Customer is King
A short while ago I was talking with a relative who manages a franchise of a bakery-café. She told me that one of the policies of this organization is to give the customer anything they want short of violating laws or corporate policy. Then she followed that up by stating that in most situations they will sacrifice corporate policy to ensure a happy customer. I couldn’t believe it, but I had to because what she stated provided clarity on a few occasions where I had seen this in action in my local branches of the bakery-café.
On one occasion I didn’t notice the sign indicating the credit card machine was inoperable so only cash transactions were being accepted. I didn’t have any cash but rather than cancel the transaction the cashier offered my purchase to me for free. I refused as it was my own fault for not paying attention. On another occasion at another location, I was there until closing time and tried to purchase something after the register had been closed. Again, rather than turn me away they provided me the beverage for free (yes, this time I accepted). I could go on and on about my experiences and others I have witnessed. Obviously the goal of the organization is not to go bankrupt by giving away free items, but instead to do whatever is necessary to make their customers happy.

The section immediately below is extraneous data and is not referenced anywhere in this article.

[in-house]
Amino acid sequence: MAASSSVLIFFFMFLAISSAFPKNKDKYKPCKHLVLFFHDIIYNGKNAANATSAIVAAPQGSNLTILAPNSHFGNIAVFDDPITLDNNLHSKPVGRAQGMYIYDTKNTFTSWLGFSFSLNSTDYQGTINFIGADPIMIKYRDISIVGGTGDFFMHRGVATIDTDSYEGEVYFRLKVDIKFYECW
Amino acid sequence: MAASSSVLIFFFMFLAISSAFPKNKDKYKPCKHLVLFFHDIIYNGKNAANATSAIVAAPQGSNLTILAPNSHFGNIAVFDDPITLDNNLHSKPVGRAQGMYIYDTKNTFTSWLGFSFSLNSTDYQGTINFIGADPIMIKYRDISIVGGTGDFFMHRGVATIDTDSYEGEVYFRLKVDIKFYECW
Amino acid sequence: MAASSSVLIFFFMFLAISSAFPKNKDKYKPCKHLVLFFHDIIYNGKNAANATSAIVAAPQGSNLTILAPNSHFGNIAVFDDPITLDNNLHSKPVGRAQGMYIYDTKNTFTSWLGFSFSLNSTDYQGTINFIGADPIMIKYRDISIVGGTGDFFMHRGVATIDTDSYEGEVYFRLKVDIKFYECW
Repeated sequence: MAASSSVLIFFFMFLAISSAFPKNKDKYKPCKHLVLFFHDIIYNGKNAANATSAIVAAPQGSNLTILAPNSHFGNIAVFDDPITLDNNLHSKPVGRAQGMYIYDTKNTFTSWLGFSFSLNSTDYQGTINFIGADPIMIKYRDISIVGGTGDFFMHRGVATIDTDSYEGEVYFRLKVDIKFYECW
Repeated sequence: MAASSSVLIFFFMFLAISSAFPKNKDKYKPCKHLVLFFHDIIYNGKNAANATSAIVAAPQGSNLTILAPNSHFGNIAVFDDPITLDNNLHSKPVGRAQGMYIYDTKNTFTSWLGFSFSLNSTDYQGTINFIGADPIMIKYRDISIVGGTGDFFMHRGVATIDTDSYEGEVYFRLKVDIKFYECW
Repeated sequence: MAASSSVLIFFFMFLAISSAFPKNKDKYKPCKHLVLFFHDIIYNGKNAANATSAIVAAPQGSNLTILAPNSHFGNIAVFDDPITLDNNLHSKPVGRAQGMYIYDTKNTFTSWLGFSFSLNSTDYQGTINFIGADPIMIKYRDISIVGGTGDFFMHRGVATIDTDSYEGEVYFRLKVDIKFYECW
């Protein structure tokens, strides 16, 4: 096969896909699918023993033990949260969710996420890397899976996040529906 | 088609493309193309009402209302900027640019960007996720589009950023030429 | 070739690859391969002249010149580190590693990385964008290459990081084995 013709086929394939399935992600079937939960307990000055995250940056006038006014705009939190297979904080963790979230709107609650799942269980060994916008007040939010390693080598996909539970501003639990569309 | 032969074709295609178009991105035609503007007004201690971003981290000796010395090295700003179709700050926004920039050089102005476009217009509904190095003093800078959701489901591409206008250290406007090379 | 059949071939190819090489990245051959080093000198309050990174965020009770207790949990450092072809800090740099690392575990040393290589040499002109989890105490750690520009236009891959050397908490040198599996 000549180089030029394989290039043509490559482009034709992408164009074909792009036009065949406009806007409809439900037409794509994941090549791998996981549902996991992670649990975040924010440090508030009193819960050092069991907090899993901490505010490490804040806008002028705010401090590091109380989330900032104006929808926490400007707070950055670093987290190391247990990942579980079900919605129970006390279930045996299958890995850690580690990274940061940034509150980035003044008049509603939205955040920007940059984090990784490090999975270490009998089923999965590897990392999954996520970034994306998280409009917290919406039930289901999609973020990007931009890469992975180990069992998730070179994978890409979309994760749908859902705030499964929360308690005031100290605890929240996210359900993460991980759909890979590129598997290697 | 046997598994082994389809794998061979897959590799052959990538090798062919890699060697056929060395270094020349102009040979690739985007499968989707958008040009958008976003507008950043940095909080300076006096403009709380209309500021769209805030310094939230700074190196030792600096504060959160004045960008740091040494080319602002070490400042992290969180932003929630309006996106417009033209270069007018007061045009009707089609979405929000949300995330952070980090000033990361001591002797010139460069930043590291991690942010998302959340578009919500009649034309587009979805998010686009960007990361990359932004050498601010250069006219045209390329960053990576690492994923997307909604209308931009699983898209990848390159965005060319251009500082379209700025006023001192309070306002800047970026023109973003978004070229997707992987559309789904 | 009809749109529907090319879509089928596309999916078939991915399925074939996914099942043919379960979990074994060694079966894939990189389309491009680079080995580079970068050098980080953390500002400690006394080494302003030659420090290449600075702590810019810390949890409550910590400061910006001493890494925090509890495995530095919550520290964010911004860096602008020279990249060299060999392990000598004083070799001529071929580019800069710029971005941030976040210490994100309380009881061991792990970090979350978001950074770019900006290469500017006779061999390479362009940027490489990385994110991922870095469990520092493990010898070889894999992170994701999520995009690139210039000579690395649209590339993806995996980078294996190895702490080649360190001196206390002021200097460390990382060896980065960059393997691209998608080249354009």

Many of us can attest that the concept of the customer is always right is either totally gone or has been pushed down the ladder of priorities within most organizations. But what would it look like for each of us as individuals, in our circles of influence and our daily life, to adopt the attitude the customer (whoever we are dealing with) is right and we are going to make sure they know it:
-At the Grocery Store: To the cashier who is in training or the one who is just slow – instead of sighing and complaining about their delay, we would encourage them by name (they wear a name tag for a reason) and thank them for taking their time to do it right.
-In the Restaurant – To the slow waitress/waiter – instead of instantly deciding how much we are going to decrease their tip by, we would acknowledge that their busy day and we appreciate (state their name…it’s on their name tag) waiting on us.
-In our Schools – To the teachers and administrators – Instead of sending nasty grams of all that is wrong with the education system, we acknowledge what is being done right and ask how can we participate in making more things like that happen.
-In our Homes – To our family members – Just taking a moment to say to our sons, daughters, brothers, sisters, husbands, wives, mothers, or fathers…thank you for all you do, how can I be there for you today.